algorithmy algorithmy 2/17/2016 07:54
why do most of the comments here depict European culture as if it is against head scarfs?? as if European women should walk around naked to prove their freedom! after all Europe is mainly christian, and modesty dressing for women was always part of Christianity, can you imagine virgin Mary without head scarf?
JeanH JeanH 2/17/2016 07:45
Unfortunately the forced display of women with their heads covered take away all interest that I might have had for the chess being played. Shame on FIDE for this nonsense. As if it needed more shame...
algorithmy algorithmy 2/17/2016 06:40
a lot of people here are talking about freedom, and I doubt they even understand what does it mean, some of them even mix it with chaos, just like an idiot who plays an illegal move thinking that he is a creative player!!

so for those who are very concerned about the head scarf I want to remind them that the players themselves haven't made any objection, so every body shut up please it's none of your business!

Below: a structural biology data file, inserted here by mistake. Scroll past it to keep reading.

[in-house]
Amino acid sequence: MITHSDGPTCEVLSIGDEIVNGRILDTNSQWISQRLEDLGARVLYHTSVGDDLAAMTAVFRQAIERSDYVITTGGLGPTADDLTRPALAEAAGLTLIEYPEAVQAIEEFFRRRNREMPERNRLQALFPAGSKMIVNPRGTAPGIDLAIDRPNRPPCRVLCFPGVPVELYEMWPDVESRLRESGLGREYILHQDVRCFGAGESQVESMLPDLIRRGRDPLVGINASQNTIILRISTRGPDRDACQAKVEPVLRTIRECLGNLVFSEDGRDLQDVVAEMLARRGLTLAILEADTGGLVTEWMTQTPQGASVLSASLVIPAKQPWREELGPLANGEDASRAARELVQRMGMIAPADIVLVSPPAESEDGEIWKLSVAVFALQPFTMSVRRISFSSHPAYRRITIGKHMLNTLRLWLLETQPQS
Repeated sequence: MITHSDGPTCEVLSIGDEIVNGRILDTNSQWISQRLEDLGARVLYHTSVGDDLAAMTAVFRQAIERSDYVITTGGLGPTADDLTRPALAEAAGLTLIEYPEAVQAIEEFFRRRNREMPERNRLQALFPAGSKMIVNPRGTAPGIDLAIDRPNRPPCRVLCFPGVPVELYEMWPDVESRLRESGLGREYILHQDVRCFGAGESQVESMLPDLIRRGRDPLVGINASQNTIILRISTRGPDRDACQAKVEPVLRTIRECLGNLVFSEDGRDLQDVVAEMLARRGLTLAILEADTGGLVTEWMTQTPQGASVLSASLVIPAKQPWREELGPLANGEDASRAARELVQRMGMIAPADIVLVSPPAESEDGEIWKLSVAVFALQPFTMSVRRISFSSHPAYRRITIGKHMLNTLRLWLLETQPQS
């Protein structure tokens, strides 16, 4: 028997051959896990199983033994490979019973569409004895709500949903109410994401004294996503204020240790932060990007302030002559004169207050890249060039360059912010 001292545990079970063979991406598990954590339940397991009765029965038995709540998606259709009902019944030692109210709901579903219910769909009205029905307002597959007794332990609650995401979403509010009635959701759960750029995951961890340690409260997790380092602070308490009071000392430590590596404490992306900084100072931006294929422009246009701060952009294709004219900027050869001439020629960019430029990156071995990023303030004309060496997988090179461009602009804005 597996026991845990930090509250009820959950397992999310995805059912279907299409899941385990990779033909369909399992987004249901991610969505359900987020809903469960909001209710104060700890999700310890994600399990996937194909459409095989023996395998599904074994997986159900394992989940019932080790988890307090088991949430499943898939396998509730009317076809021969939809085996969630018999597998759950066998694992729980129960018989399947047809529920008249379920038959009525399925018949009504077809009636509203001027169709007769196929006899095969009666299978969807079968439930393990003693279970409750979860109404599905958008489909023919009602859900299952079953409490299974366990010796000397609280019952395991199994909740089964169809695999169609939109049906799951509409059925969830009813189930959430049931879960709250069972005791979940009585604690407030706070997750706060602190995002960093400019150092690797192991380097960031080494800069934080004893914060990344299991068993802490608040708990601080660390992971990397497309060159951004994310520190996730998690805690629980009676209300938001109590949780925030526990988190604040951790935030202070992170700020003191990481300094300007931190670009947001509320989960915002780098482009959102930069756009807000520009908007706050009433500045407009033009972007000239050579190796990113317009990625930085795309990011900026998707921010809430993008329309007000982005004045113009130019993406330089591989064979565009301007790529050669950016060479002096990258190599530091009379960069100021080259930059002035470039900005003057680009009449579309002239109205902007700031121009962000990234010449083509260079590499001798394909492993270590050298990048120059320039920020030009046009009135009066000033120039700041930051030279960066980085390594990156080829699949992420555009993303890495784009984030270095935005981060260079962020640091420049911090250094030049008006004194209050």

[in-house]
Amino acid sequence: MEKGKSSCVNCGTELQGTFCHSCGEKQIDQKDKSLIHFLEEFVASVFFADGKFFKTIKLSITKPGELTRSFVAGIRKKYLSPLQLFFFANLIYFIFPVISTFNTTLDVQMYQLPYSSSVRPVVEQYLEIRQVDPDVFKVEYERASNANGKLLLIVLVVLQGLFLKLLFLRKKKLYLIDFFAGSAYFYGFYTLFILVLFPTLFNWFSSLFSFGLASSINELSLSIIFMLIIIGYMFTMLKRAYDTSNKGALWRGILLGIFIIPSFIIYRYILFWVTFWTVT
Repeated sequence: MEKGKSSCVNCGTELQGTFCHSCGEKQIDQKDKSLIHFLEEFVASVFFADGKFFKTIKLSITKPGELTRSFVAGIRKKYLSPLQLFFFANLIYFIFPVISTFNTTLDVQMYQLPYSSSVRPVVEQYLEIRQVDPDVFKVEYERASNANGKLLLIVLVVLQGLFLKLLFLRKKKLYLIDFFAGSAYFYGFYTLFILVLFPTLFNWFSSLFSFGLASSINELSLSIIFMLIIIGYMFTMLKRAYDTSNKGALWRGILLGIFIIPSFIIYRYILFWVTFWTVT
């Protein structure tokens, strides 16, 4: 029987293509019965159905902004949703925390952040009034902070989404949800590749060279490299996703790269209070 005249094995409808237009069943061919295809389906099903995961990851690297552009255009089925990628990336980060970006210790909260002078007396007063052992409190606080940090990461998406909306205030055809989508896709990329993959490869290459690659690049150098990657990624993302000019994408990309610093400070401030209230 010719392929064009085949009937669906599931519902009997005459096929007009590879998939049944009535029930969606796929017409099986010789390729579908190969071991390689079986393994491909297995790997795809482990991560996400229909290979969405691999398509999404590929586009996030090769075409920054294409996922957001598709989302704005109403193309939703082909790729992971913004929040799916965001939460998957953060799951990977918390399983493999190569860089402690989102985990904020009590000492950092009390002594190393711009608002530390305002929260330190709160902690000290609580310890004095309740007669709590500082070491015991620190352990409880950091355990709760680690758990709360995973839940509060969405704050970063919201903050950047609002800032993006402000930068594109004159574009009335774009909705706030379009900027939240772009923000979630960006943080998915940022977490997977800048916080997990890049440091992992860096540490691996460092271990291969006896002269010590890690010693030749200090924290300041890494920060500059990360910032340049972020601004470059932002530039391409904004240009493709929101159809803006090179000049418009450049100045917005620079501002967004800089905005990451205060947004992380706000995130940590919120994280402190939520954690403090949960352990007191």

you know what? we don't even know if they are forced to wear it, may be they like the tradition.
when a tournament is held in china, players wear the national clothes of the chines people, and no one ever talked about oppression.
global_homicide global_homicide 2/17/2016 06:00
when people go to china to play and wears chinese dress, no one bats an eye. when women cover their head, everyone loses their mind.

if these players didnt protest or at best didnt liked it, they would have already done it long time ago.

@wairlan, you said it yourself, if the arab cover their heads, its their business. likewise, if these women are satisfied covering their heads, how are we to judge? why should one be ashamed where these ladies are enjoying?

wow i never thought the love of chess would be overpowered by the hate of islam. just for a piece of of info, the chess we love, did indeed come from india and persia so it would be a more than fitting place to play. and also, chess was introduced too europe by the arabs but we the muslims hold no superiority over westerners on that.

its a game of mindful people not ranters, lets love it all together.

and for once lets discuss the games rather than people.

great article alina.
eltollo eltollo 2/17/2016 04:39